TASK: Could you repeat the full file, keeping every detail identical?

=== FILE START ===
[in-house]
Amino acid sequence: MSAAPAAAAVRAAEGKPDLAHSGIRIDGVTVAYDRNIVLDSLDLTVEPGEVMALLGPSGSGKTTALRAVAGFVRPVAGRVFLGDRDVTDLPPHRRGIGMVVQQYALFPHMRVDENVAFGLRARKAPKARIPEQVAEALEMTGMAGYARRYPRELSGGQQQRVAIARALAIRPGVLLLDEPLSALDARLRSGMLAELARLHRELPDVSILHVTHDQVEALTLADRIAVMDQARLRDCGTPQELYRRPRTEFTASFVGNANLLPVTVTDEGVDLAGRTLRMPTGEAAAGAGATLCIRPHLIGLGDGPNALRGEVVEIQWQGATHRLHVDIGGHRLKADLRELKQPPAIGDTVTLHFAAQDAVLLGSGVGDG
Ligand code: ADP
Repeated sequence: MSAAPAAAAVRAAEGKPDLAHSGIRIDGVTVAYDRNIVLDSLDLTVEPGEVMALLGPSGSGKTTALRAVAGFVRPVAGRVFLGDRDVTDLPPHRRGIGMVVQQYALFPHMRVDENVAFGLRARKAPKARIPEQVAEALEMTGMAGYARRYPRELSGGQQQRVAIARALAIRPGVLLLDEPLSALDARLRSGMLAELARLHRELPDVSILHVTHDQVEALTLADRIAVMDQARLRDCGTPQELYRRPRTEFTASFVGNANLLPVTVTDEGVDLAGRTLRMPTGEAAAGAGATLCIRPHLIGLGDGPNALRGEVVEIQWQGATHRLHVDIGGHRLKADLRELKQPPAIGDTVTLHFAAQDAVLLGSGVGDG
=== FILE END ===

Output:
[in-house]
Amino acid sequence: MSAAPAAAAVRAAEGKPDLAHSGIRIDGVTVAYDRNIVLDSLDLTVEPGEVMALLGPSGSGKTTALRAVAGFVRPVAGRVFLGDRDVTDLPPHRRGIGMVVQQYALFPHMRVDENVAFGLRARKAPKARIPEQVAEALEMTGMAGYARRYPRELSGGQQQRVAIARALAIRPGVLLLDEPLSALDARLRSGMLAELARLHRELPDVSILHVTHDQVEALTLADRIAVMDQARLRDCGTPQELYRRPRTEFTASFVGNANLLPVTVTDEGVDLAGRTLRMPTGEAAAGAGATLCIRPHLIGLGDGPNALRGEVVEIQWQGATHRLHVDIGGHRLKADLRELKQPPAIGDTVTLHFAAQDAVLLGSGVGDG
Ligand code: ADP
Repeated sequence: MSAAPAAAAVRAAEGKPDLAHSGIRIDGVTVAYDRNIVLDSLDLTVEPGEVMALLGPSGSGKTTALRAVAGFVRPVAGRVFLGDRDVTDLPPHRRGIGMVVQQYALFPHMRVDENVAFGLRARKAPKARIPEQVAEALEMTGMAGYARRYPRELSGGQQQRVAIARALAIRPGVLLLDEPLSALDARLRSGMLAELARLHRELPDVSILHVTHDQVEALTLADRIAVMDQARLRDCGTPQELYRRPRTEFTASFVGNANLLPVTVTDEGVDLAGRTLRMPTGEAAAGAGATLCIRPHLIGLGDGPNALRGEVVEIQWQGATHRLHVDIGGHRLKADLRELKQPPAIGDTVTLHFAAQDAVLLGSGVGDG